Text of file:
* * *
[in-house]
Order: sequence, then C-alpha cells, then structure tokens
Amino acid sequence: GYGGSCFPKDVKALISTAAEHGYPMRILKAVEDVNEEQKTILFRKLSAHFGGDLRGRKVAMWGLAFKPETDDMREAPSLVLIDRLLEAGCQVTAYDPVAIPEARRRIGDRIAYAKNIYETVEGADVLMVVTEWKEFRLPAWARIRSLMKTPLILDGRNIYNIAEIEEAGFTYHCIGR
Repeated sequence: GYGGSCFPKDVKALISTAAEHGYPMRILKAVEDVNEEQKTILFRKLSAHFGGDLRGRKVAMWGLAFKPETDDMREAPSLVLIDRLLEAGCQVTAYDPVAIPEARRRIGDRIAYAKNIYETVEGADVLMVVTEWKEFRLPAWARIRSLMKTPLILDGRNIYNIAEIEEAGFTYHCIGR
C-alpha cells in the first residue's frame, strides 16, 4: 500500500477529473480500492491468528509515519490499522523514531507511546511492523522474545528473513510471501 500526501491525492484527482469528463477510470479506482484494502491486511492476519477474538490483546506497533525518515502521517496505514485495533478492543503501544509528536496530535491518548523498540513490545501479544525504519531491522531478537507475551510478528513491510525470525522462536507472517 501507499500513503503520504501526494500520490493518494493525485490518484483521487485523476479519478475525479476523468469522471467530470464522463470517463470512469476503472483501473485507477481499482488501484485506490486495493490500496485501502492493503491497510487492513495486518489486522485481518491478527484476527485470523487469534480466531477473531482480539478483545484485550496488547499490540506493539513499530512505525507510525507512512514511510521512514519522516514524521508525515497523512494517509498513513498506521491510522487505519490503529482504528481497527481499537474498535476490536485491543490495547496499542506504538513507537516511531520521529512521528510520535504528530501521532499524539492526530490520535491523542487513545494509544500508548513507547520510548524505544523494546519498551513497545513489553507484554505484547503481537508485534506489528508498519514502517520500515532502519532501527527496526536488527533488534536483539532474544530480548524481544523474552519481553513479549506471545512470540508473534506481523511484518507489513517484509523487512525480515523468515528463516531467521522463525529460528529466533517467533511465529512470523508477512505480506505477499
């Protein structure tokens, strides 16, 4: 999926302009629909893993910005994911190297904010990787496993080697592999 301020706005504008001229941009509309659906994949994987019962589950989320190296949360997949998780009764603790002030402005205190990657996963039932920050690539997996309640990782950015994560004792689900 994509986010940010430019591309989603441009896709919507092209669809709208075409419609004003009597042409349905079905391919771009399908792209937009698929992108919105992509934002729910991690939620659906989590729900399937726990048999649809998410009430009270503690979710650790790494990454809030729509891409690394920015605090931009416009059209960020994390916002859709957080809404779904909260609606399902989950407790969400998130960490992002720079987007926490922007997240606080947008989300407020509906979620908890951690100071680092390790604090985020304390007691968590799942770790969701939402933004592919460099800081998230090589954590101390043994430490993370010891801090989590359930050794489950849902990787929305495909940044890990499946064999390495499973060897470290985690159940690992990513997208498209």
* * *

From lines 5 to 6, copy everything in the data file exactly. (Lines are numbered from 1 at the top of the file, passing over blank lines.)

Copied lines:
C-alpha cells in the first residue's frame, strides 16, 4: 500500500477529473480500492491468528509515519490499522523514531507511546511492523522474545528473513510471501 500526501491525492484527482469528463477510470479506482484494502491486511492476519477474538490483546506497533525518515502521517496505514485495533478492543503501544509528536496530535491518548523498540513490545501479544525504519531491522531478537507475551510478528513491510525470525522462536507472517 501507499500513503503520504501526494500520490493518494493525485490518484483521487485523476479519478475525479476523468469522471467530470464522463470517463470512469476503472483501473485507477481499482488501484485506490486495493490500496485501502492493503491497510487492513495486518489486522485481518491478527484476527485470523487469534480466531477473531482480539478483545484485550496488547499490540506493539513499530512505525507510525507512512514511510521512514519522516514524521508525515497523512494517509498513513498506521491510522487505519490503529482504528481497527481499537474498535476490536485491543490495547496499542506504538513507537516511531520521529512521528510520535504528530501521532499524539492526530490520535491523542487513545494509544500508548513507547520510548524505544523494546519498551513497545513489553507484554505484547503481537508485534506489528508498519514502517520500515532502519532501527527496526536488527533488534536483539532474544530480548524481544523474552519481553513479549506471545512470540508473534506481523511484518507489513517484509523487512525480515523468515528463516531467521522463525529460528529466533517467533511465529512470523508477512505480506505477499
């Protein structure tokens, strides 16, 4: 999926302009629909893993910005994911190297904010990787496993080697592999 301020706005504008001229941009509309659906994949994987019962589950989320190296949360997949998780009764603790002030402005205190990657996963039932920050690539997996309640990782950015994560004792689900 994509986010940010430019591309989603441009896709919507092209669809709208075409419609004003009597042409349905079905391919771009399908792209937009698929992108919105992509934002729910991690939620659906989590729900399937726990048999649809998410009430009270503690979710650790790494990454809030729509891409690394920015605090931009416009059209960020994390916002859709957080809404779904909260609606399902989950407790969400998130960490992002720079987007926490922007997240606080947008989300407020509906979620908890951690100071680092390790604090985020304390007691968590799942770790969701939402933004592919460099800081998230090589954590101390043994430490993370010891801090989590359930050794489950849902990787929305495909940044890990499946064999390495499973060897470290985690159940690992990513997208498209």